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rot13 in a more Pythonic style?

I'm trying to write rot13, but to do it in a better and more Pythonic
style than I'm currrently using. What would you reckon to the
following pretty ugly thing? How would you improve it? In
particular, I don't like the way a three-way selection is done by
nesting two binary selections. Also I dislike stating the same
algorithm twice, but can't see how to parameterise them neatly.

Yes, I know of .encode() and .translate().
No, I don't actually need rot13 itself, it's just a convenient
substitute example for the real job-specific task.
No, I don't have to do it with lambdas, but it would be nice if the
final function was a lambda.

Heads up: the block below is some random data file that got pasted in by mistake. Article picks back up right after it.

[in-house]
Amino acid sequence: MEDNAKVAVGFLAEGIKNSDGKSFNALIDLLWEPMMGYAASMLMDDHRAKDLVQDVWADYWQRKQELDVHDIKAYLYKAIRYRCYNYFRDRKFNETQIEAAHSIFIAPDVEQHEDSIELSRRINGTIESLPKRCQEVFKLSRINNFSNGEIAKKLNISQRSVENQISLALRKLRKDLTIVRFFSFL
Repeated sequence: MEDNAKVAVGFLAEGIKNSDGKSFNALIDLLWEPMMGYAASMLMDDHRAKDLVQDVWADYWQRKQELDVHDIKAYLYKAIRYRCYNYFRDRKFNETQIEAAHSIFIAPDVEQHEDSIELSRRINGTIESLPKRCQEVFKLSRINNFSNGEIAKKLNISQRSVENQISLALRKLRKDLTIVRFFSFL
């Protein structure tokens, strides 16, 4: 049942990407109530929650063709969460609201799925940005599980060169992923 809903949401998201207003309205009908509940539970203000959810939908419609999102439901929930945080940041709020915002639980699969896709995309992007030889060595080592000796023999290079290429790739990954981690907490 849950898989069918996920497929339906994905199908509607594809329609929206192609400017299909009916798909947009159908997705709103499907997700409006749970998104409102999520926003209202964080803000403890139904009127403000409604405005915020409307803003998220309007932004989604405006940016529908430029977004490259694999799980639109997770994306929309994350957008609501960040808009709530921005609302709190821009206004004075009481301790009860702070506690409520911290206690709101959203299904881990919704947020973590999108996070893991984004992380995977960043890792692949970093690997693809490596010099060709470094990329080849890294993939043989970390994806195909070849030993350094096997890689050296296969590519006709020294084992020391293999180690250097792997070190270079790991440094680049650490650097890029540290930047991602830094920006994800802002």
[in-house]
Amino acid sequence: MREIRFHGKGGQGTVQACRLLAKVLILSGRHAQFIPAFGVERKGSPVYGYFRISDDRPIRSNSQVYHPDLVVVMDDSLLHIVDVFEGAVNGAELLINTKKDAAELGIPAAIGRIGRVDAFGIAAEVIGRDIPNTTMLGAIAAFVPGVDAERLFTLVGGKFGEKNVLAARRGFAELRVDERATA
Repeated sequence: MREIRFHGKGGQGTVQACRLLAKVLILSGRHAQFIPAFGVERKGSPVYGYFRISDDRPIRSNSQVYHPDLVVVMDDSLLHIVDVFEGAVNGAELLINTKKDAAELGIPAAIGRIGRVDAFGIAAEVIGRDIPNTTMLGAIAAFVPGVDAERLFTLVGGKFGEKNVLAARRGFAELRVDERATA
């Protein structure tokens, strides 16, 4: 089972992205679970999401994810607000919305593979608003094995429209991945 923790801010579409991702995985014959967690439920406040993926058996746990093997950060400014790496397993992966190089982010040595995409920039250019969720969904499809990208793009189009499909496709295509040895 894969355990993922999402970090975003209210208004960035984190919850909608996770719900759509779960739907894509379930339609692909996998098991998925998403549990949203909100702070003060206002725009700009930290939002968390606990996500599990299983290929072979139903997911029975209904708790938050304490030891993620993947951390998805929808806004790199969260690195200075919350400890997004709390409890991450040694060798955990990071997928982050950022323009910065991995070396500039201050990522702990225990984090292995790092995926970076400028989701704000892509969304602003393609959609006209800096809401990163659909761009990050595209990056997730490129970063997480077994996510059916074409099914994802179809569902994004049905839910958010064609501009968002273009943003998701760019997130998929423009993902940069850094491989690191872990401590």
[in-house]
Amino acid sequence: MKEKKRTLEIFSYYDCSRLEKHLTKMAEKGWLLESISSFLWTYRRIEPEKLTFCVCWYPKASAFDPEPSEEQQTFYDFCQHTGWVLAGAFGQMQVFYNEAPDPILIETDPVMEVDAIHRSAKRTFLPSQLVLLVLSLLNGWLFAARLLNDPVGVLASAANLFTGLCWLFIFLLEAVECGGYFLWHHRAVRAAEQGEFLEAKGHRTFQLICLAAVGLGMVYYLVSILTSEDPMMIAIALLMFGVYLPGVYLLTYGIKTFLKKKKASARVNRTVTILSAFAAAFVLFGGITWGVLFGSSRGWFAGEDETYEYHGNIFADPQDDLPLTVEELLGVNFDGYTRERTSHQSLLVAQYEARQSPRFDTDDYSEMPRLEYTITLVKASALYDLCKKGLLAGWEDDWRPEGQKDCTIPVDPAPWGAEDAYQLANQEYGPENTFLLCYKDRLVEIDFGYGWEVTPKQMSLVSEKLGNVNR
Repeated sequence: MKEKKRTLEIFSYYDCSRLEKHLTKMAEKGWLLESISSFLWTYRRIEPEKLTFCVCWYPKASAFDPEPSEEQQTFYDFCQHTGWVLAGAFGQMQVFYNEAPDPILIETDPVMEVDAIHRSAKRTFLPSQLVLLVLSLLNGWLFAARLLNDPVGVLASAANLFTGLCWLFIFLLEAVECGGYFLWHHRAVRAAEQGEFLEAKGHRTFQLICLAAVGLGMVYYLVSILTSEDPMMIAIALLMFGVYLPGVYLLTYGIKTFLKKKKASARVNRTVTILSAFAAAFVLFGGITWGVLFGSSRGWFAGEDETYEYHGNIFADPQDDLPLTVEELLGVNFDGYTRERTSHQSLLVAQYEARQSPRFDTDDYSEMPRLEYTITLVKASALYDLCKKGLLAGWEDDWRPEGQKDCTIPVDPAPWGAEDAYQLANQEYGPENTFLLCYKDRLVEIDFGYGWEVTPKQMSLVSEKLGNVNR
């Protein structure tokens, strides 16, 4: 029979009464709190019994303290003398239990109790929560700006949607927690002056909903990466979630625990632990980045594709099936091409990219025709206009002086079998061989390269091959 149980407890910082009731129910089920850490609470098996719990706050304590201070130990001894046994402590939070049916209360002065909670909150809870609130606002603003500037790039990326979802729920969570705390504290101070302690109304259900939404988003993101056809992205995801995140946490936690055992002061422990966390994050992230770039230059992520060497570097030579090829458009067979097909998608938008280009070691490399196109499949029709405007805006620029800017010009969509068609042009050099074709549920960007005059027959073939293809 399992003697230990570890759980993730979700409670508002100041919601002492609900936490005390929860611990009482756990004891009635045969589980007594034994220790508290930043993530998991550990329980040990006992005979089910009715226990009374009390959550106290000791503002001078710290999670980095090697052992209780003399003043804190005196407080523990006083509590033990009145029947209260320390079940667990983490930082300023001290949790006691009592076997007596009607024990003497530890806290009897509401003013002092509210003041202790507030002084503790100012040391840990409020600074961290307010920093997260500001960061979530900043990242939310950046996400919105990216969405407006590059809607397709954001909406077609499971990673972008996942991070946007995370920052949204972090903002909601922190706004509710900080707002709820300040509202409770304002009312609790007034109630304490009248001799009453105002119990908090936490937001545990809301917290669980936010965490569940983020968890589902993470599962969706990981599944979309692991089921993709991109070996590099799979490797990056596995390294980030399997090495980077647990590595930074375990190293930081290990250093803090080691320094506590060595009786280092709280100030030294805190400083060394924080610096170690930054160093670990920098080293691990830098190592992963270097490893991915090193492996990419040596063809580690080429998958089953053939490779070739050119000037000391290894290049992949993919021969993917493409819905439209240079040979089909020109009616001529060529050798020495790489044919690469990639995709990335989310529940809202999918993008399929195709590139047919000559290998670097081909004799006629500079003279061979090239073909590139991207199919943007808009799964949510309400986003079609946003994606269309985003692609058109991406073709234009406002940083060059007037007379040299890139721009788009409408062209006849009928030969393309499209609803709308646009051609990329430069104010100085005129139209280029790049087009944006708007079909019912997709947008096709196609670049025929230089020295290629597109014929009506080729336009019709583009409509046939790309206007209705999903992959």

#!/bin/python
import string

lc_rot13 = lambda c : (chr((ord(c) - ord('a') + 13) % 26 + ord('a')))

uc_rot13 = lambda c : (chr((ord(c) - ord('A') + 13) % 26 + ord('A')))

c_rot13 = lambda c : (((c, uc_rot13(c)) [c in
'ABCDEFGHIJKLMNOPQRSTUVWXYZ']), lc_rot13(c) )[c in
'abcdefghijklmnopqrstuvwxyz']

rot13 = lambda s : string.join([ c_rot13(c) for c in s ],'')
print rot13( 'Sybevk Tenohaqnr, Fcyhaqvt ihe guevtt' )

Feb 14 '07 #1
16 2318
You could try "some_string".encode('rot_13')

Feb 14 '07 #2
On 2007-02-14, Andy Dingley <di*****@codesmiths.comwrote:
I'm trying to write rot13, but to do it in a better and more
Pythonic style than I'm currrently using. What would you
reckon to the following pretty ugly thing? How would you
improve it? In particular, I don't like the way a three-way
selection is done by nesting two binary selections. Also I
dislike stating the same algorithm twice, but can't see how to
parameterise them neatly.

Yes, I know of .encode() and .translate().
str.translate is what I'd do.